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Minden City Council talks incentives to lure development

by Minden Press-Herald

Property and business owners appear to be optimistic about two economic development strategies that could help Minden grow.

During a city council workshop Thursday, developers, property owners and business owners learned about Tax Increment Financing and Payment in Lieu of Taxes and how it could potentially build and attract new business.

Greg Carey, who owns property all along the service road near Interstate 20, says he sees no down sides.

“As a property owner, it’s more incentive for a buyer to come in and spend money on a project that’s going to develop sales tax, because that’s where the TIF incentive is,” he said.

“All that property that’s there now, which needs to be hotel, restaurant, retail is ideal for that piece of property.”

Minden Economic Development Director James Graham introduced the concept of the TIF district to the Minden City Council in January, explaining how the district would work. For Minden, it would only be commercial property, leaving out residential areas as much as possible.

The idea in these districts, he says, is to generate revenue for infrastructure development. Businesses that participate in the TIF district would collect a sales tax that goes directly to that district for any kind of infrastructure needs, whether it is water and sewer development, or a new face on a building.

Graham says in all there will be four districts, although one proposed district is still in the works. The first district would be downtown Minden. The second would be on Davenport Drive and extend to areas around the Sibley Road, which is very motor vehicle friendly for commercial and noncommercial and offers product distribution via commercial trucking, he said. The third would be the service road area near I-20, which offers prime real estate and easy access to I-20.

Terry Gardner, downtown property owner and president of the Minden Main Street Commission, says this will offer a great incentive to help Minden grow, especially with the state’s budget crisis. He says with budget cuts, grant money for programs like Minden Main Street will probably dry up.

“As far as the TIF district, I think all of downtown Minden should be in a TIF district, which will help all the property owners keep their buildings alive and vibrant,” he said. “Of any small town, downtown is important. Whether they use that money now or the city just approves it, I think it would be a good idea for all future property owners. So when they buy, they can participate in TIF to help improve their property.”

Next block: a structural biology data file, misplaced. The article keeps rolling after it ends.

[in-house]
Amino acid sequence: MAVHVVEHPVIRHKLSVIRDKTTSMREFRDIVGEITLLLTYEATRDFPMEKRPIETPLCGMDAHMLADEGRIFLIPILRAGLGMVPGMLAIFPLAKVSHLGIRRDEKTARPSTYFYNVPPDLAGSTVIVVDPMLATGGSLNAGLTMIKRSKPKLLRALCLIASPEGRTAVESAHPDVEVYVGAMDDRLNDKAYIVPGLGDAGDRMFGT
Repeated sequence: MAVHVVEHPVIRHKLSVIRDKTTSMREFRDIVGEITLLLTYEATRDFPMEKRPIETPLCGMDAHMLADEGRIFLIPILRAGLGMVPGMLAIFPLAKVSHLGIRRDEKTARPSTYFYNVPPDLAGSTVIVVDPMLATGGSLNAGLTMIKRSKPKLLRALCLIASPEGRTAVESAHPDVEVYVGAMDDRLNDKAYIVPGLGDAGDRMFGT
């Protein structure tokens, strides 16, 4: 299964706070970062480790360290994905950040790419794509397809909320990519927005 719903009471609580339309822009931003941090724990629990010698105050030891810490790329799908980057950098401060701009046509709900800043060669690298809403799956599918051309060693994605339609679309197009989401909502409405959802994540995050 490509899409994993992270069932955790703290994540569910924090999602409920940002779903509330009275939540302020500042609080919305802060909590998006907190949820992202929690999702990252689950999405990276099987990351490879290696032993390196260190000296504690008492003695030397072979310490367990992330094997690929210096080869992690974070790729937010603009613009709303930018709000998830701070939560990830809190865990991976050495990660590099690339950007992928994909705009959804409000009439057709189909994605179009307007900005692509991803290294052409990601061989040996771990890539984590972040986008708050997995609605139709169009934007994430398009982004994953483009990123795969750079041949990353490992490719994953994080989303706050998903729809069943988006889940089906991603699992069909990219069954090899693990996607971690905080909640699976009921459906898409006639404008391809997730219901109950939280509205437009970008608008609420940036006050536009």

Jerry Madden, chairman of the Webster Parish Tourism Commission, says the most important aspect of this is creating jobs.

“And the only way you’re going to get jobs here is build,” he said. “Any way we can legally find to build infrastructure and to bring people back, we have to have jobs. From tourism, what little bit we can play to bring these structures and businesses back to our community, we’ll benefit down the road. We may see some of it in our lifetime, but it’s the future that I’m planning on.”

Another incentive discussed Thursday was PILOT. David Wolf, attorney with of Adams and Reese LLP in New Orleans, says PILOT came about as a way to continue to offer “tax breaks” and incentives for developers and businesses. It allows businesses to pay a certain amount “in lieu,” or instead of, the annual taxes they would normally owe for a certain period of time, he said.

When Congress scrapped tax exempt bonds, Wolf says entities and municipalities figured out a way to offer incentives with a regular taxable bond by offering developers a way to pay less than the annual taxes owed.

“Now the payments are less, and that becomes the incentive,” he said. “We create a mechanism by which property can be transferred to an industrial development board, economic development board, a TIF district, a city or other kinds of subdivisions like this. They take the title to the property, lease it back to the company, and negotiate the payment anywhere from zero up to the 100 percent of taxes they would otherwise pay.”

The primary purpose of PILOT is development of property that wouldn’t be feasible otherwise.

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